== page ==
Following the completed assembly of the desired peptide or protein chain, including protecting groups, the next step will normally be deprotection of the amino acid moieties of the peptide or protein chain and cleavage of the synthesized peptide or protein from the solid support. These processes can take place substantially simultaneously, thereby providing the free peptide in the desired form. Alternatively, in cases in which condensation of two separately synthesized peptide or protein chains is to be carried out, it is possible by choosing a suitable spacer group at the start of the synthesis to cleave the desired peptide or protein chains from their respective solid supports, both peptide or protein chains still incorporating their side-chain protecting groups, and finally removing the side-chain protecting groups after, for example, coupling the two side-chain protected peptide or protein chains to form a longer peptide or protein chain. A third possibility, which is particularly relevant for example in the case of analytical aspects of peptide chemistry or biochemistry, is to remove the side-chain protecting groups from the synthesized peptide or protein chain without cleaving the anchoring linkage holding the chain to the solid support.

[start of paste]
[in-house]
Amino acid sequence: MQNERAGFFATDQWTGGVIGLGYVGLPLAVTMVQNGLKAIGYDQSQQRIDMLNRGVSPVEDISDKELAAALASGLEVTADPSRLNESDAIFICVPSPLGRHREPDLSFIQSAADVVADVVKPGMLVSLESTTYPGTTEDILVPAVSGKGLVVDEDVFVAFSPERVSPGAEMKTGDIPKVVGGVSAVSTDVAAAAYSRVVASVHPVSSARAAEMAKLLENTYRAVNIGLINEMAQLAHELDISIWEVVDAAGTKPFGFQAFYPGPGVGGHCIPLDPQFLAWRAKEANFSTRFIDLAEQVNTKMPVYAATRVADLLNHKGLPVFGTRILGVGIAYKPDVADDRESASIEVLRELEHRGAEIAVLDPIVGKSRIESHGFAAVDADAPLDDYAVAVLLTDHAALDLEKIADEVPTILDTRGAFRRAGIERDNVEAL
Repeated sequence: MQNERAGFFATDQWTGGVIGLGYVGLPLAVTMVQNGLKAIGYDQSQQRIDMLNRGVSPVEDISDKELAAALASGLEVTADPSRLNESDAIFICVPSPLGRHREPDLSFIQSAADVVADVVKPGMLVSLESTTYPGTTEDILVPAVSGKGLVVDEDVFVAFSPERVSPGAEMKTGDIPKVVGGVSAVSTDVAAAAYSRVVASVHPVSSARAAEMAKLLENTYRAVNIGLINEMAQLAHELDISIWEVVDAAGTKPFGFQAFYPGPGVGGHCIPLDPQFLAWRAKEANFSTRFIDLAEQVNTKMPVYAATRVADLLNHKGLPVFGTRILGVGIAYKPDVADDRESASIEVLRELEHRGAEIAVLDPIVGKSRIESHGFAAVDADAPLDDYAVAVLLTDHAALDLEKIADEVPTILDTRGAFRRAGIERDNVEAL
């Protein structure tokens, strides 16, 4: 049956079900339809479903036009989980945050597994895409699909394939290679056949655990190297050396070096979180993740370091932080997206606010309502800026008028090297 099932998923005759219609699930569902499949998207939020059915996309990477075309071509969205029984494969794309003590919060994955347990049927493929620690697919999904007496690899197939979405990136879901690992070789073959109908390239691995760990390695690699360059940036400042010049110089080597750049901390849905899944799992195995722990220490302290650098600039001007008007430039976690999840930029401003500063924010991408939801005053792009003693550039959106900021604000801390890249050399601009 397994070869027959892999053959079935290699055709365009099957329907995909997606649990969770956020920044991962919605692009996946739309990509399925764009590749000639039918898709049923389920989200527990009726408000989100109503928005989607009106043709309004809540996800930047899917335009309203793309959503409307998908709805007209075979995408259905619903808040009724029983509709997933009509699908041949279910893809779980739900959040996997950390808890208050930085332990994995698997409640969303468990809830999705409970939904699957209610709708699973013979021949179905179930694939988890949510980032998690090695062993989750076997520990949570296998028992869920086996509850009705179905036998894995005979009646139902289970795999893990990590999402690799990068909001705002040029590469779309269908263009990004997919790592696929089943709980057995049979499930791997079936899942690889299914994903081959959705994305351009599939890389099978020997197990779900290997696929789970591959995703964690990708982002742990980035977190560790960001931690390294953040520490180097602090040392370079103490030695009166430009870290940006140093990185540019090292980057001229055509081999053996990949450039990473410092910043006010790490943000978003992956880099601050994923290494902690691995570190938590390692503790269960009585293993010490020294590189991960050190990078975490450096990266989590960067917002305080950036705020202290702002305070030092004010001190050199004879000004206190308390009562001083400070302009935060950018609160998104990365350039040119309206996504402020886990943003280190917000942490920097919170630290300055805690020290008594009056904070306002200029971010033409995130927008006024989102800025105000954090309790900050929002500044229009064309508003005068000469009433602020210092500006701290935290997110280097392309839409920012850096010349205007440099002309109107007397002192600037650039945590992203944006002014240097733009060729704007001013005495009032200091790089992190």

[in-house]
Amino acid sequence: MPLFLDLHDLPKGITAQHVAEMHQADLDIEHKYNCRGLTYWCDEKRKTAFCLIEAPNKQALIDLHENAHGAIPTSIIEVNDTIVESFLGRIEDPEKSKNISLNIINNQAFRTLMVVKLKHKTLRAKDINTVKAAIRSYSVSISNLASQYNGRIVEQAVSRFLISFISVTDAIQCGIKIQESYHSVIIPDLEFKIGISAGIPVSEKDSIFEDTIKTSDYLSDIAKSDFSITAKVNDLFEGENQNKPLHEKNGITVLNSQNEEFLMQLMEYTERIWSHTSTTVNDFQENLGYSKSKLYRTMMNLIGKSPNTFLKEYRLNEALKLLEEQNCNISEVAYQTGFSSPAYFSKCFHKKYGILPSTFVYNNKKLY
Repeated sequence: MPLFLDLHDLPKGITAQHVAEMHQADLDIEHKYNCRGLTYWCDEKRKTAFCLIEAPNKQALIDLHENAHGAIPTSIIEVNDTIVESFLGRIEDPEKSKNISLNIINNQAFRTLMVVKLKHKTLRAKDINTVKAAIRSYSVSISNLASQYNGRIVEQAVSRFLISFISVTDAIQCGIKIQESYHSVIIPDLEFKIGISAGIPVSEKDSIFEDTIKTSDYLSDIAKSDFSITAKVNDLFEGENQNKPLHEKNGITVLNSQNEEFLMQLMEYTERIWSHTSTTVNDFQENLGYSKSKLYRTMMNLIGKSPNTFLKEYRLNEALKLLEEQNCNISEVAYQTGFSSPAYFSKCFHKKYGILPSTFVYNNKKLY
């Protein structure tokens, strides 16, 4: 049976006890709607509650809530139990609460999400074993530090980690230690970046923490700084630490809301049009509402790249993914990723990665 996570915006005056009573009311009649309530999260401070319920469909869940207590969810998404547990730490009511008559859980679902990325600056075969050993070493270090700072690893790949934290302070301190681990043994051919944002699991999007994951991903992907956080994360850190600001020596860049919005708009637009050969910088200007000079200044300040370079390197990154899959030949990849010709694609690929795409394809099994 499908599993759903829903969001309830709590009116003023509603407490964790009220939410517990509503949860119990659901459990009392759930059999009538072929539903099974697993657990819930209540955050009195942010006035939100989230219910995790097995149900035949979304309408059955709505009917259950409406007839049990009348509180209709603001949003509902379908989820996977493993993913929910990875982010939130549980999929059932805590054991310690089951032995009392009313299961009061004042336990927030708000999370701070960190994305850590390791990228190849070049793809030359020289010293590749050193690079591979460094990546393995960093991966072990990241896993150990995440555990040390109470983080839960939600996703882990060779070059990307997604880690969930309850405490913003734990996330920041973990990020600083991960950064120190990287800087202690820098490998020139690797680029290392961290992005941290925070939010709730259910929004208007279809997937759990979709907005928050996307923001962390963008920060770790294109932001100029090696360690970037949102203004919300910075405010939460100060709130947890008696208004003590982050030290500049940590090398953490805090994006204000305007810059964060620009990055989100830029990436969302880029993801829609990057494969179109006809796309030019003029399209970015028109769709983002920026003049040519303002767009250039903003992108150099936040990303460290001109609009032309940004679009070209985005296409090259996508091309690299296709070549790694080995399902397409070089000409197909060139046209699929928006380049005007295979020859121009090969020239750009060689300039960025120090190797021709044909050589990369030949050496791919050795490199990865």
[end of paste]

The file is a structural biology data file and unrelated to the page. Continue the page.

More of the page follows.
It is envisaged that polystyrene-grafted polyethylene substrates analogous to those of the present invention, but comprising linker or spacer groups adapted to the particular chemistry in question, may be valuable in the synthesis of single or multiple biopolymer molecules other than peptides. One example would be the synthesis of oligonucleotides, these being conceptually simple to synthesize since only four different reaction compartments are normally required, one for each of the four nucleotide units involved (i.e. A, T, G and C for DNA fragments, or A, G, C and U for RNA fragments). Such syntheses could be carried out in a parallel and substantially simultaneous fashion, in a manner analogous to that described within the context of the present invention.
The following examples illustrate the invention, the abbreviations used being as follows:
FABMS: Fast atom bombardment mass spectrometry
HPLC: high performance liquid chromatography
SEC: size-exclusion chromatography
SPPS: solid phase peptide synthesis
TFA: trifluoroacetic acid
TFMSA: trifluoromethanesulfonic acid
The abbreviations used for the various amino acids are in accordance with the recommendations of the IUPAC-IUB Comission of Biochemical Nomenclature [J. Biol. Chem., 247, 977-983 (1972)], and refer in all cases to L-configuration amino acids.